Interviews & Articles
|On Late Show with David Letterman, 1991|
Introduction by David Letterman: Our next guest is the Academy Award nominated director of "The Elephant Man" and "Blue Velvet" and of course the guy responsible for "Twin Peaks" overthere at ABC. Ladys and Gentlemen please welcome to the program: David Lynch!
How are you?
Great, thanks David.
Thank you very much for being on the program. For years and years I've enjoyed your movies. They're always entertaining, really interestingly entertaining and usually in a different sense.
They're different, yeah.
Now, let's..oh hey, how did you get this help to talk backwards?
It's he talks backwards. He talked backwards in high-school.
And that's it?
That's it, yeah. I didn't know he talked backwards and I asked him to get ready to talk backwards and he said "No problem."
Did he really say 'no problem' or did he say that backwards.
He said that forwards.
Tell us now what is happening with the show. It's been on ABC now for two years and when it came on it was like one of the most talked about, most highly rated shows of all time. So where do we stand now?
Well, we've been...those popularity polls, that we've been decreasing in them steadily. There may be lots of reasons but that doesn't make any difference. Now we're sort of in trouble and we think that we have a good show and we can do well on a week night because we feel very strongly that the people who like Twin Peaks are party people. They enjoy...
What does that mean exactly?
They are not home on Saturday night...
Oh, I see they're out...
...they don't want to be home on Saturday night. And so to have the show on there would be wrong.
So which night, if you had to select one for yourself or if you could select one for yourself, what would it be?
I don't know enough about the line-up but I've heard that Wednesday at ten is a prime...(audience laughs)
(laughs) Just a hunch on your points. But, you know, the truth of it is if you stop and think about it seems like it might be the kind of show that would be...you know, kind of have a limited run. And then would become a classic forever.
That's okay, too. If it has to end, you know, that's alright but if it doesn't have to end that's even better. And I'm asking people to write to Bob Iger, the president of ABC. And if I could I can give the address.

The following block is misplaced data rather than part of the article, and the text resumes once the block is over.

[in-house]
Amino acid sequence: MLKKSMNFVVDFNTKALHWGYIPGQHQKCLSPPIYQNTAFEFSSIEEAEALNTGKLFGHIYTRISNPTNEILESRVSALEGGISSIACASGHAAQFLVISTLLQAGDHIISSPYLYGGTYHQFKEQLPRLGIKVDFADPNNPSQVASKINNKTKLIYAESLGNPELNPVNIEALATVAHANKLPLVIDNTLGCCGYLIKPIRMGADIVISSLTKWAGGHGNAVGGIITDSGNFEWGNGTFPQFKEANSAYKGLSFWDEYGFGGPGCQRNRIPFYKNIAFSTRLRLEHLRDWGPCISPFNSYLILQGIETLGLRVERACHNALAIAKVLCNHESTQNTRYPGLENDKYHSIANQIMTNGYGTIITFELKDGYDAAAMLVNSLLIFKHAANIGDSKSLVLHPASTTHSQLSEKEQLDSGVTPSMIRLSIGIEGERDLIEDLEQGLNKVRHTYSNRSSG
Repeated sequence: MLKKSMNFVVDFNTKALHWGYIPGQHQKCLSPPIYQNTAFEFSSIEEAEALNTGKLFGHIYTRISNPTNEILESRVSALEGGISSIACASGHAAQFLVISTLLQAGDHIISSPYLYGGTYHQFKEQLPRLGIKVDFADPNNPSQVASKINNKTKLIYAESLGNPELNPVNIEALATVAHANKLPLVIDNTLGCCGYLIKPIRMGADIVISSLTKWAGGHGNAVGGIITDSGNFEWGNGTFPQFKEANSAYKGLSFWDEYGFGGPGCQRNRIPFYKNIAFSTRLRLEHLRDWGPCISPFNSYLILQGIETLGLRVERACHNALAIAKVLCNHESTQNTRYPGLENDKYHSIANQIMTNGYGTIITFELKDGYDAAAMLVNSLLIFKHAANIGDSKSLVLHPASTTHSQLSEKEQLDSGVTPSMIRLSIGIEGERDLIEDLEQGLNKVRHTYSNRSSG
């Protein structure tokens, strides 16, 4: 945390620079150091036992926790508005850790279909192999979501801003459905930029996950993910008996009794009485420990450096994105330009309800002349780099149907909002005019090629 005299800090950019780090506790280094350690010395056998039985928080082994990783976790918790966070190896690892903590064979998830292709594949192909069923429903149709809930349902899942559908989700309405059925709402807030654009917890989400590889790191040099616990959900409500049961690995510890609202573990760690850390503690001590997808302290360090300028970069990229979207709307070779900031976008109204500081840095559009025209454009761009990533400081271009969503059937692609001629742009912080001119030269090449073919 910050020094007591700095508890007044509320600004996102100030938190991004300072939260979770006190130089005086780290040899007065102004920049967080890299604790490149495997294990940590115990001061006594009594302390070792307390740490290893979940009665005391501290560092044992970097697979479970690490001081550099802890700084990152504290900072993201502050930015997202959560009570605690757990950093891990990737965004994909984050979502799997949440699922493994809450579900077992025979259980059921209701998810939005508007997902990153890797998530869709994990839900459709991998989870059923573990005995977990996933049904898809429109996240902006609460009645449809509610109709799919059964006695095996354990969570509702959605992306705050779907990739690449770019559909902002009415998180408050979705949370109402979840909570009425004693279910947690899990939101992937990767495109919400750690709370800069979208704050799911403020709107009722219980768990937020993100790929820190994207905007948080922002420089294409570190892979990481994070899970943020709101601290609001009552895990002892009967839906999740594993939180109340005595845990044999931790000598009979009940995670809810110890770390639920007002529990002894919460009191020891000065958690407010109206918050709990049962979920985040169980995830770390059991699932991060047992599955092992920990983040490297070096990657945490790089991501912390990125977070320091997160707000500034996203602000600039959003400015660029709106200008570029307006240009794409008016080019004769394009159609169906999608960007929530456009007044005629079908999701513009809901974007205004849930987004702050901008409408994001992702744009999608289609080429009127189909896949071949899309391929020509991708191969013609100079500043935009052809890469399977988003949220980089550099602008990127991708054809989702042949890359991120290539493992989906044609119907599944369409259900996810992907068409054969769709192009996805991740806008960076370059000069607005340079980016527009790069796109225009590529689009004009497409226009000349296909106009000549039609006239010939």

Oh yes, please do. I love annoying these network weasels. Even if it's not this network, let's just annoy some network weasel here tonight.
Yeah. It's very difficult to write a letter. People say:'Ok, I write a letter' but when it comes down to it, it's hard and I understand that. But if they could write a letter to Bob Iger...
Bob Iger, E I G E R?
I G E R.
I G E R.
Right. ABC Television, 77 West 66th street, New York 10023.
Okay. Do you have his phone number there?
I don't have his phone number.
Do you know this guy?
Yes, he's a real good guy.
And is he on your side?
He is. But he needs to know certain things, uh, from the people.
Yeah. You know, this is ...here lately they've saved a lot of show's like this. Cagney and Lacy was one..ah and then, you know, several others I can't remember right now.
This is true, yeah.
But I have to believe that you're the kind of person that if this does not turn out the way you would like it to turn out, that you have several other projects right now that you're in the middle of, don't you?
I do. We have a new show, a half hour show called "On the Air" that we hope will be on the air. And I'm shooting a pilot for that soon. And I'm, when I'm finally be able to do this film I'm in try to do called Ronnie Rocket.
Well, tell us of Ronnie Rocket. What is that?
It's the absurd mystery of the strange forces of existence...and...er...that's..that's...
Who might be in that?
Little Mike. Micheal Anderson will be Ronnie Rocket. And Ronnie Rocket is three and a half feet tall.
Wow. And you also, in a couple of episodes on the Twin Peaks, you've appeared yourself, haven't you?
I have. I've had a great time doing it.
Shall we show the people this. Do we have any of that footage? Yes.
No Sir, I don't.
Oh, man. If you ever meet this man ask to see his cuffling collection. That's all I'm gonna do.
I'm playing Agent Coopers supervisor. I'm a supervisor in the Federal Bureau of Investigation.
Okay, here we go, a couple of seconds from Twin Peaks, David Lynch.
(We see Gordon Cole's first appearance on the show)
That's very funny. That's...it's kind of a confident dumb guy with a little hearing disorder.
Very bad. Ninety-nine percent hearing loss.
What were you like as a child. Is there anything in your background that would suggest what you've arisen to here?
No. It's uh...I....no.
Do you have brothers and sisters?
I have a brother and a sister.
And then, what do they do?
My brother is responsible for all (starts laughing)
You're making something up now.
Yes, you are. This won't be true.
He's responsible for all the electrical wireing of the gouvernment buildings in the state of Washington.
Oh, he is not!
He installed all of the electrical wireing?
No, he has...it's been done before he was born lot of it. But he, in the new wireing, he's responsible for.
(laughs) So if a fuse goes we call your brother.
And you said you have a...
Yeah, what does she do?
She's a financial planner.
Oh, very good. That sounds pretty good.
Yeah, it's a good thing to do.
And you're off now to what. You're going back to California?
Oh, good for you. Have a great trip. Good luck for the program.
Thanks a million.
Good luck with your future projects and it was a great thrill to meet you finally.
It was great to see you.